nothing go unchecked . Now in deutero-Isaiah, in the
time of the Babylonian Exile many centuries after the faith in him. It is a theology bluntly expressed by the
Sinai experience sense of the young American edge-philosopher Criss Jami: The
inseparable pairing of justice and mercy, of love and reality of loving God is loving him like he's a
anger, is still very much alive and kicking, as is his Superhero who actually saved you from stuff rather
There are than a Santa Claus who merely gave you some stuff.
consequences to how we behave, and those
consequences may be merciful or they may be violent.

Mercy: a case history


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Karen Eliasen
www.thinkingfaith.org
Copyright © Jesuit Media Initiatives 06 April 2016
We may be tempted to exempt our own Jesus meek relationship painfully explicit. Should we take it into
and mild from the bloody metaphors of this
Superhero stuff. But we should keep in mind the Vigil mercy and the dead Egyptians, Isaiah reminds us that,
of Holy Saturday and what we imagine is going on in yes, peace for all humanity who come to bow before
that time of waiting as Christians we believe that he Yahweh, but the threat of his anger remains in force:
died, and was buried. He descended into hell and And on their way out they will see the corpses of
whatever Jesus, whose name in Hebrew means those who rebelled against me; for their worm will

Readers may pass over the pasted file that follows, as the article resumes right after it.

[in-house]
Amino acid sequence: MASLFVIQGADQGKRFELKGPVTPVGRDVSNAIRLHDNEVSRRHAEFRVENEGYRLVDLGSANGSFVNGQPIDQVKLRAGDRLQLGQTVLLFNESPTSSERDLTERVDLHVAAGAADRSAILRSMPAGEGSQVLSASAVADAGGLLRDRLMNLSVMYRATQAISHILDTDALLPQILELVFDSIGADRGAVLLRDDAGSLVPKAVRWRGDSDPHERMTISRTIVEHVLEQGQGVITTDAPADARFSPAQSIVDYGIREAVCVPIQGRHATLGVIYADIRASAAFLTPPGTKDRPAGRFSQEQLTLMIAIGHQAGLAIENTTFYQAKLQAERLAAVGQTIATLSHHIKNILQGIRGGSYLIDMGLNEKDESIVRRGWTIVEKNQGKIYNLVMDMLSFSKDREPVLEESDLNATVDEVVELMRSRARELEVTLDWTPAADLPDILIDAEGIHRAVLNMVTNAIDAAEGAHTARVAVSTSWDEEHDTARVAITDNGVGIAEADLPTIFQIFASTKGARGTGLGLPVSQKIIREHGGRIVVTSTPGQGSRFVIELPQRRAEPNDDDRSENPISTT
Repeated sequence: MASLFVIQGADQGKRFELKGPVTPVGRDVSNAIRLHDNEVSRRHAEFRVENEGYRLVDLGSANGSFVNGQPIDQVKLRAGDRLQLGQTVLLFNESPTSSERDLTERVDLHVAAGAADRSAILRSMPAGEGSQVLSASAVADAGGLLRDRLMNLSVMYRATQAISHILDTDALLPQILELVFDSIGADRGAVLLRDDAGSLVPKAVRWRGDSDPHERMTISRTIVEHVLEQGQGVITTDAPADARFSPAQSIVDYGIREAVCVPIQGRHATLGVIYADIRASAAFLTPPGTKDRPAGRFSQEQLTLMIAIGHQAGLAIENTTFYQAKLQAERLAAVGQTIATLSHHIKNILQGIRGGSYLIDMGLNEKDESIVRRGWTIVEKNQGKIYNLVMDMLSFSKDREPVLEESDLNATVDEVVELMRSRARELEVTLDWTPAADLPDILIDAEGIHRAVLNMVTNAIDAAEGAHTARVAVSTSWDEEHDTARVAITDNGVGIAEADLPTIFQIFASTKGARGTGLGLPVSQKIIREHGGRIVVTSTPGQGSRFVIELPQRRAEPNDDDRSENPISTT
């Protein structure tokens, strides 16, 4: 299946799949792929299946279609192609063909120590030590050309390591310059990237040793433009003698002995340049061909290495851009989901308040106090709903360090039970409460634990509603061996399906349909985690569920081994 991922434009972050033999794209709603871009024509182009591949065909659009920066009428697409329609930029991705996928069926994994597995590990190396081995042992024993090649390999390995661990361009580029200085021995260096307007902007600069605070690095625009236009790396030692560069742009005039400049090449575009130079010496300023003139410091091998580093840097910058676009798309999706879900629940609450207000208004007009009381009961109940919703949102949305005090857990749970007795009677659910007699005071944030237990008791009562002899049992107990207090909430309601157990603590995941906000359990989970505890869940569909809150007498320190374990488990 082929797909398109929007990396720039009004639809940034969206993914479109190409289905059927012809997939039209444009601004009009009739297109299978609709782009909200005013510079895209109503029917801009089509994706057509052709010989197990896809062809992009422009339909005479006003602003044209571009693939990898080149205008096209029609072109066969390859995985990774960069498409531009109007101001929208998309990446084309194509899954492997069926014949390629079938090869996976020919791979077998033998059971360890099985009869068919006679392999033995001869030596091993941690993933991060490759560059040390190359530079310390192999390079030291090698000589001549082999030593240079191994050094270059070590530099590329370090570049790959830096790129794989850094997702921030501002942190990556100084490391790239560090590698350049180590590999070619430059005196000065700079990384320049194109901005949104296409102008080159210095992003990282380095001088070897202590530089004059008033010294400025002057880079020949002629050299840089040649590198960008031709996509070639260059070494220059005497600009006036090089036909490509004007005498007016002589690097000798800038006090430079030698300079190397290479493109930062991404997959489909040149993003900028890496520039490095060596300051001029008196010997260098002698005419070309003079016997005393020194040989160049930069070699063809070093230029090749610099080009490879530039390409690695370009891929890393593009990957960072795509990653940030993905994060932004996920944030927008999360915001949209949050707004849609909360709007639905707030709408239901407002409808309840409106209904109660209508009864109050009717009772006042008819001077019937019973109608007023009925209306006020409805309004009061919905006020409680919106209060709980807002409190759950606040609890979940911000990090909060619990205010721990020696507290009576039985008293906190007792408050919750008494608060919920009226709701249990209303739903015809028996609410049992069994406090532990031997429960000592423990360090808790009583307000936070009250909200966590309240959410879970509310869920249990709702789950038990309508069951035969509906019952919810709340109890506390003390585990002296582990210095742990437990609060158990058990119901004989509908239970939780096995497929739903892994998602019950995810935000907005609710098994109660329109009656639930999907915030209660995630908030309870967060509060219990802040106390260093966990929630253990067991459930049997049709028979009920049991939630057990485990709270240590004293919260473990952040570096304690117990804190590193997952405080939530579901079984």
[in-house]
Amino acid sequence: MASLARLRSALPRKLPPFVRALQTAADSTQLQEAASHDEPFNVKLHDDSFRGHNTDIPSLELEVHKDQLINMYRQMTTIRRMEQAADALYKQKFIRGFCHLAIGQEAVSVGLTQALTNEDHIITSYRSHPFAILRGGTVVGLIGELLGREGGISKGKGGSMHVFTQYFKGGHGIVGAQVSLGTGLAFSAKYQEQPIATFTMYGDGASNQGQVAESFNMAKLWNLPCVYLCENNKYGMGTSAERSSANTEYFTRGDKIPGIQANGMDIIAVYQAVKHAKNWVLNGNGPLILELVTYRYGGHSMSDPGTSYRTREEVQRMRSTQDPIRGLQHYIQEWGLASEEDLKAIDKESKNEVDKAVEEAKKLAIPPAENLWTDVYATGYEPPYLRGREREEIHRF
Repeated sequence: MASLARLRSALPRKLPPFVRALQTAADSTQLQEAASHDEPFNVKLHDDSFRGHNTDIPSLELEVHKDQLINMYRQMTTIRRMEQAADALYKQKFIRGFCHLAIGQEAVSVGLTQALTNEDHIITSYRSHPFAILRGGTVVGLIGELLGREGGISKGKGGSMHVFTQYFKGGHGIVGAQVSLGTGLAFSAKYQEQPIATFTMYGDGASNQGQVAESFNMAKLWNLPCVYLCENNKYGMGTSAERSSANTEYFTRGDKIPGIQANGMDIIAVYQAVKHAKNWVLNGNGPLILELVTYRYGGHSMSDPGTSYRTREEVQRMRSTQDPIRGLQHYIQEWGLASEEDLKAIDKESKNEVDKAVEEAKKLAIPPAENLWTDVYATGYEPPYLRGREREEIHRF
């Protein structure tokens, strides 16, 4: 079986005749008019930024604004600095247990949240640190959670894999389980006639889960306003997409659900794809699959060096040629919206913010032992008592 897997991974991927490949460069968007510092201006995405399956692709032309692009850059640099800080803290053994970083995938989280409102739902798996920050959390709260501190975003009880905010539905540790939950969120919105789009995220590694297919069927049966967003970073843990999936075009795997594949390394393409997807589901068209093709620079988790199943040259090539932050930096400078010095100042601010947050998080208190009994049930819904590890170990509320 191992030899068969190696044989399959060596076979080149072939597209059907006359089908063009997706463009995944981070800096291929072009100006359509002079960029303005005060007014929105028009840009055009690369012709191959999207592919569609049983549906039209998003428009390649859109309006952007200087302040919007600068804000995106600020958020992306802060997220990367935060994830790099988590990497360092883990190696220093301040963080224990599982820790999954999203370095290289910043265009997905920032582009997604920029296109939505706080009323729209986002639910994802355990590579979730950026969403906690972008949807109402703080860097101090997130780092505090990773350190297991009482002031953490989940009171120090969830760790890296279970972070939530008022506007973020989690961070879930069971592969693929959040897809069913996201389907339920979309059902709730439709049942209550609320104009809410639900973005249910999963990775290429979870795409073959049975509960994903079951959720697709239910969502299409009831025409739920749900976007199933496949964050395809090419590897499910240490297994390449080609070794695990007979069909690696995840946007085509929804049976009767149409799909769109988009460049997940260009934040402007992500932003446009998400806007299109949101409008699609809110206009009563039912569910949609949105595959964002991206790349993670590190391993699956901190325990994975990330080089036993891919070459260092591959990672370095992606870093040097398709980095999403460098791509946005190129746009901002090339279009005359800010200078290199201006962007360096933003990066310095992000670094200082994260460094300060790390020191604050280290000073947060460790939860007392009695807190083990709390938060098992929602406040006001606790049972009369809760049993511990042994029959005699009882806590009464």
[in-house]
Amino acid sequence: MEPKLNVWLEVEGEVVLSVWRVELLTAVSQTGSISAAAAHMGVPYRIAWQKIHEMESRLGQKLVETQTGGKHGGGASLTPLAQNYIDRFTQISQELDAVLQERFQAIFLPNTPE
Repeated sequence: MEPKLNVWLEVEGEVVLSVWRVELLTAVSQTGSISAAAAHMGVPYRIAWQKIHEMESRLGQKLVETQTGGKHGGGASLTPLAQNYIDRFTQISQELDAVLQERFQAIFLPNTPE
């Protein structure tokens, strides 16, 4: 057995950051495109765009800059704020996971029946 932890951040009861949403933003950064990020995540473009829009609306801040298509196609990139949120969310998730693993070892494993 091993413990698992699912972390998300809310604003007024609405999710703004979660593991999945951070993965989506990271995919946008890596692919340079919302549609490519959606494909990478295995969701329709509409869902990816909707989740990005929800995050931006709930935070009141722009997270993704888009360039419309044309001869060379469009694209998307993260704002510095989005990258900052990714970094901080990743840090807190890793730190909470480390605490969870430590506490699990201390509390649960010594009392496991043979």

ell, it delivers us, it never die nor their fire be put out, and they will be
saves us. The ancient imagination was far less held in horror by all humanity (Isa 63:24). Thus ends
squeamish about describing what Jesus may have the Book of Isaiah, a prophet who nevertheless, with
been up to as a deliverer down there, and in the Office his many nuggets of consoling love poetry, remains
of Readings for Holy Saturday we get a text that for us a convincing herald of mercy. God is a God of
makes no bones about the power of what that was. mercy and justice, and his business with us is ongoing
That text is an extract from the stirring in its love and pain. So we return to the Easter Vigil
in which we read: Greatly every year, and so we pray continually for deliverance
desiring to visit those who live in darkness and in the with the final words of the New Testament, Come,
shadow of death, he has gone to free from sorrow the Lord Jesus for every single one of us could use
captives Adam and Eve, he who is both God and the some Mercy Now.
son of Eve. The Lord approached them bearing the
cross, the weapon that had won him the victory. I
would venture to call this image of the cross as a Karen Eliasen works in spirituality at
weapon Isaianic. And Exodusian in the Easter Vigil Spirituality Centre, North Wales.
reading just before we hear from Isaiah, we get the full
thrust of God the warrior in the victory song of
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Moses: ly
mournful American country songs used on the series at
www.pbs.org/wgbh/masterpiece/casehistories/music.html
is a warrior (Exo 15). If we hold this relationship 2
Pope Francis, Misericordiae Vultus (2015), §25.
between Isaiah and Exodus in mind as we return to 3
The third Isaiah text in the Vigil readings is the
reading all of the Book of Isaiah, we should not be responsorial psalm after the fifth reading, from Isa 12:2-6,
surprised that the very end of Isaiah makes this

Mercy: a case history


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Karen Eliasen
www.thinkingfaith.org
Copyright © Jesuit Media Initiatives 06 April 2016